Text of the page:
The 2017 Society of Biblical Literature International Meeting will take place August 7-11 in Berlin Germany. There are five Apocrypha and Pseudepigrapha panels at this year’s event, with three of them focusing on Christian Apocrypha. NASSCAL is well-represented at the meeting, with papers from board members Tony Burke, Cornelia Horn, Bradley Rice, and Janet Spittler and members William Adler, Eric Beck, Jonathan Henry, and Ivan Miroshnikov. The program book is available online but the complete list of presentations on Christian Apocrypha from all sessions is provided below.

8-2 Apocrypha and Pseudepigrapha (9:00 AM to 10:30 AM)
Tony Burke, York University and Slavomír Céplö, Univerzita Karlova v Praze: “Arabic” Infancy Gospel No More: The Challenges of Reconstructing the Original Gospel of the Infancy
Justin A. Mihoc, University of Durham: Mary-Temple in the Protevangelium of James
Mari Mamyan, Yerevan State University: The “Armenian Gospel of the Infancy”: The Ambiguous Fate of the Armenian Apocryphon in the Later Middle Ages

8-25 Apocrypha and Pseudepigrapha (11:00 AM to 12:30 PM)
Kwang Meng Low, Independent: Text of Subversion: Gospel of Judas and Carnivalesque
Eric J Beck, University of Edinburgh: Hell in Context: A New Reading of the Apocalypse of Peter
Bradley N. Rice, McGill University: The Story of Joseph of Arimathea and the Inventio of Icons in Christian Apocrypha

11-3 Apocrypha and Pseudepigrapha (9:00 AM to 10:30 AM)
Jonathan Henry, Princeton University: Theories and Methods for the Study of Christian Apocryphal Literature
Francis Borchardt, Lutheran Theological Seminary, Hong Kong: The Limits of the “Book” when Studying Ancient Writings
James D. Moore, Brandeis University: Calling all Cards a Spade?: Reflections on the Story of Ahiqar and the Different Editions of the Tale that Go by the Same Name

11-27 Apocrypha and Pseudepigrapha (11:00 AM to 12:30 PM)
Dominique Cote, Université d’Ottawa – University of Ottawa: The “Novel” or Letter from Clement of Rome to James of Jerusalem
Ivan Miroshnikov, University of Helsinki: Textual Fluidity in Coptic Apocrypha
Janet Spittler, University of Virginia: What do we mean when we say “Acts of John”?

8-12 Nag Hammadi and Gnosticism (9:00 AM to 10:30 AM)
Simeon R Burke, University of Edinburgh: The Gospel of Thomas and the Synoptics: Thomas’ Representation of the Scribes and Pharisees as Further Evidence of its Second Century Dating
Petru Moldovan, Rijksuniversiteit Groningen: The Gospel of Thomas within the Egyptian Milieu: An Artifact Between Conventions and Promises

8-47 The Language of Colour in the Bible: From Word to Image (EABS) (11:00 AM to 12:30 PM)
Evangeline Kozitza, University of Oxford: The Annunciation in Color: The Visuality of the Temple Curtain and Mary’s Spinning in the Protevangelium of James

8-72 Slavonic Parabiblical Traditions (EABS) (2:00 PM to 3:30 PM)
Iva Trifonova, Cyrillo-Methodian Research Center, BAS: NARRATIO APHRODITIANI in Medieval Orthodox Culture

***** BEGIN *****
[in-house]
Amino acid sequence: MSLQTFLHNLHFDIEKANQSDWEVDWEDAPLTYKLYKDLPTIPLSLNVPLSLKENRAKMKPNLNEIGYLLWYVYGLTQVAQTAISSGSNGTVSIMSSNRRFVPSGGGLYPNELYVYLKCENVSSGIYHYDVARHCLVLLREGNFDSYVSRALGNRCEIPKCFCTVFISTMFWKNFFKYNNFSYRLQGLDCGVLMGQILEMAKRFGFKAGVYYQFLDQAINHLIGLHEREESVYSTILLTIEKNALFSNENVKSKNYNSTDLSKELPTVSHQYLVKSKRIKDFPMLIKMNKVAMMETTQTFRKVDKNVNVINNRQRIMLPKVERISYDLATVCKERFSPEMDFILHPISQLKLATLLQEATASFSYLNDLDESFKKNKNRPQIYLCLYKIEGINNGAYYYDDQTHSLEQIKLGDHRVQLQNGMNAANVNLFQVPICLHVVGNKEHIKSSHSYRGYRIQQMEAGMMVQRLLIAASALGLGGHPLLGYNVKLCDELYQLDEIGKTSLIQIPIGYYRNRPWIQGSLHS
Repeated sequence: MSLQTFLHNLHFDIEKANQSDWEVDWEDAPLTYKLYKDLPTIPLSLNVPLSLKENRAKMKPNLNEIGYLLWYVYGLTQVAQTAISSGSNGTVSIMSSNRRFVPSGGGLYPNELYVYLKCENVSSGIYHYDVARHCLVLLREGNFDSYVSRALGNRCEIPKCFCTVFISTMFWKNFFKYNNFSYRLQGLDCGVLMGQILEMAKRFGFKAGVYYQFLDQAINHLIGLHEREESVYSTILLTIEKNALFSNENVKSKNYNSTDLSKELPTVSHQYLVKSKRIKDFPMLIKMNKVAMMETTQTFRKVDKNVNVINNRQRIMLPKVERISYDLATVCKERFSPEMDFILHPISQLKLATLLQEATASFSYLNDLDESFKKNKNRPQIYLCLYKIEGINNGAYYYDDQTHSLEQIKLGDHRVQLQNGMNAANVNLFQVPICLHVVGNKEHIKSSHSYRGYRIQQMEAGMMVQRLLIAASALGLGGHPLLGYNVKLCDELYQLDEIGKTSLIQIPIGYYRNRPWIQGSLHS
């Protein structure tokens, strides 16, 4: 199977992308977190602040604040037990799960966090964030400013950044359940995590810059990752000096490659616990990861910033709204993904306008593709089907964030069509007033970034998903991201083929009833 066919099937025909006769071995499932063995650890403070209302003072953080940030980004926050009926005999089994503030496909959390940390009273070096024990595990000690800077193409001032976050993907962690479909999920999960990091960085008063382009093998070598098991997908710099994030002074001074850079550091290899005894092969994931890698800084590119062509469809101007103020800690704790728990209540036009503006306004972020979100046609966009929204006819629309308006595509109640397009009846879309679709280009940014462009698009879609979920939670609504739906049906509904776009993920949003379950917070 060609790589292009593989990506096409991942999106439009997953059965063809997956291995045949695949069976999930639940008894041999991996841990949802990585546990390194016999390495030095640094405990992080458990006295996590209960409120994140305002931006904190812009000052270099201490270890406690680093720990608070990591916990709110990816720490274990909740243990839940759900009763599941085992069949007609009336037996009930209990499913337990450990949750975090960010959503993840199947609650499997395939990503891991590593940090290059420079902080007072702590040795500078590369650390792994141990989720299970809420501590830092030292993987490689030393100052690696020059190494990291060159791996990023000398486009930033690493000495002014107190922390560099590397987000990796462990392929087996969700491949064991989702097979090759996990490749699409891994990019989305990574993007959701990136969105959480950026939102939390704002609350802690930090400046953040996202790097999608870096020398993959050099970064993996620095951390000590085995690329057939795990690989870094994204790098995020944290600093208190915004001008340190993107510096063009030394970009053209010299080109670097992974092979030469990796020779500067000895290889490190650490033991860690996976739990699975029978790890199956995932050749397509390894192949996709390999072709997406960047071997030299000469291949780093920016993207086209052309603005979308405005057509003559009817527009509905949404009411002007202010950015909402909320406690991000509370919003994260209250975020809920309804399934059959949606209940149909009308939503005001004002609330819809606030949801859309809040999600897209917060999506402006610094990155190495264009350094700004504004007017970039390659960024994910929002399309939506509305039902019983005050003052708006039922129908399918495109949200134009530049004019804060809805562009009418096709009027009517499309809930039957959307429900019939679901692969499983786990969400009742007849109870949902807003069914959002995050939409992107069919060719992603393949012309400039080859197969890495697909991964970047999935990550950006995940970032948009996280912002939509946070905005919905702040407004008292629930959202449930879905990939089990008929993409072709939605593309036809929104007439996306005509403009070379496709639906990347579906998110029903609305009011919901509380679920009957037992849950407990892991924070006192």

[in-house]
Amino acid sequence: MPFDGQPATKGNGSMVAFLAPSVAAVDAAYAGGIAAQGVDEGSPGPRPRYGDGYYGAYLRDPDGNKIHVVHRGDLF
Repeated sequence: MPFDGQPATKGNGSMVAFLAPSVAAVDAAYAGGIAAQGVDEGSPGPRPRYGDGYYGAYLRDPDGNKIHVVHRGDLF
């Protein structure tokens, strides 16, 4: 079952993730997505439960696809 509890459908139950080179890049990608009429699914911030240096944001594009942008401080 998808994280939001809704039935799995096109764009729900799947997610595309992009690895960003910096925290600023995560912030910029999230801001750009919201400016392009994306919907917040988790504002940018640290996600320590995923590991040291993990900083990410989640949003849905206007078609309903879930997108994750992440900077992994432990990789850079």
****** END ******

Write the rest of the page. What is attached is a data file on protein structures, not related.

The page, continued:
Florentina Badalanova Geller, Freie Universität Berlin: Apocryphal Apocalypses Reconsidered: Transmission of Judaeo–Christian Parabiblical Traditions in the Indigenous Visionary Narratives of Slavia Orthodoxa

9-29 Families and Children in the Ancient World (11:00 AM to 12:30 PM)
Common Lung-pun Chan, Chinese University of Hong Kong: Right to Life Against Infanticide in Apocalyptic Texts

8-91 The Language of Colour in the Bible: From Word to Image (EABS) (4:00 PM to 5:45 PM)
Emanuela Valeriani, Université de Genève: The use of colors in the Sibylline Oracles

9-49 Apostolic Fathers and Related Early Christian Literature (2:00 PM to 3:30 PM)
Simeon R. Burke, University of Edinburgh: The Gospel of Thomas and the Synoptics: Thomas’ Representation of the Scribes and Pharisees as Further Evidence of its Second Century Dating

9-73 Apocalyptic Literature (4:00 PM to 5:45 PM)
Vicente Dobroruka, Universidade de Brasília: The Final Updating of a Conversion Tool: Hagiographies, Martyrologies and the Apocalyptic Tradition of the Sibylline Oracles

9-91,Rethinking Biblical Written Tradition through Slavonic Interpretations (4:00 PM to 5:00 PM)
Cornelia Horn, Martin-Luther-Universität Halle-Wittenberg: Linking Slavonic and Oriental Christian Apocrypha in the Digital Realm

9-94 The Bible and Its Reception in Eastern Europe Scholarship (4:00 PM to 5:30 PM)
William Adler, North Carolina State University: The text-critical value of the Slavonic version of the Palaea Historica
Florentina Geller, Freie Universität Berlin: Slavonic Folk Bible

10-34 Slavonic Apocrypha (EABS) (11:00 AM to 12:30 PM)
Anissava Miltenova, Institute for Literature Bulgarian Academy of Sciences: Symbiosis between Apocryphon and Nomocanon: Apocalypsis Johannis quarta
Amber Ivanova, Universiteit Gent: The Apocryphal Origin of the Martyr Act of Saint Thekla in the Medieval Slavonic Tradition

11-4 Bible and Syriac Studies in Context (9:00 AM to 10:30 AM)
TODA Satoshi, Hokkaido University: The So-Called Hebrew Urmatthäus and Syriac Gospel Tradition

New Additions to e-Clavis: Christian Apocrypha (April 2017)

Six new entries have been added to e-Clavis: Christian Apocrypha, the comprehensive bibliography of Christian Apocrypha research assembled and maintained by members of NASSCAL. The new entries are:

Acts of Nereus and Achilleus by Richard I. Pervo

Apocalypse of Paul (Coptic) by Michael Kaler

Apocalypse of Peter (Coptic) by Pamela Mullins Reaves

Decapitation of John the Forerunner by Tony Burke

Martyrdom of Zechariah by Sarah Veale

Wisdom of Jesus Christ by Chance Bonar

e-Clavis is always looking for volunteers to contribute entries for unassigned texts. Contact members of the editorial board for more information.

Manuscripta apocryphorum: Online Christian Apocrypha Manuscripts

P. Heidelberg 300, a 6th-century copy of the Acts of Paul in Coptic

Each entry for the e-Clavis: Christian Apocrypha, the online Christian Apocrypha clavis constructed and maintained by members of NASSCAL (North American Society for the Study of Christian Apocryphal Literature), contains branch pages for manuscripts that contain the text of the entry. The pages feature links to online images (where available) and other databases, along with such information as physical description, provenance, date of composition, contents, and catalogs.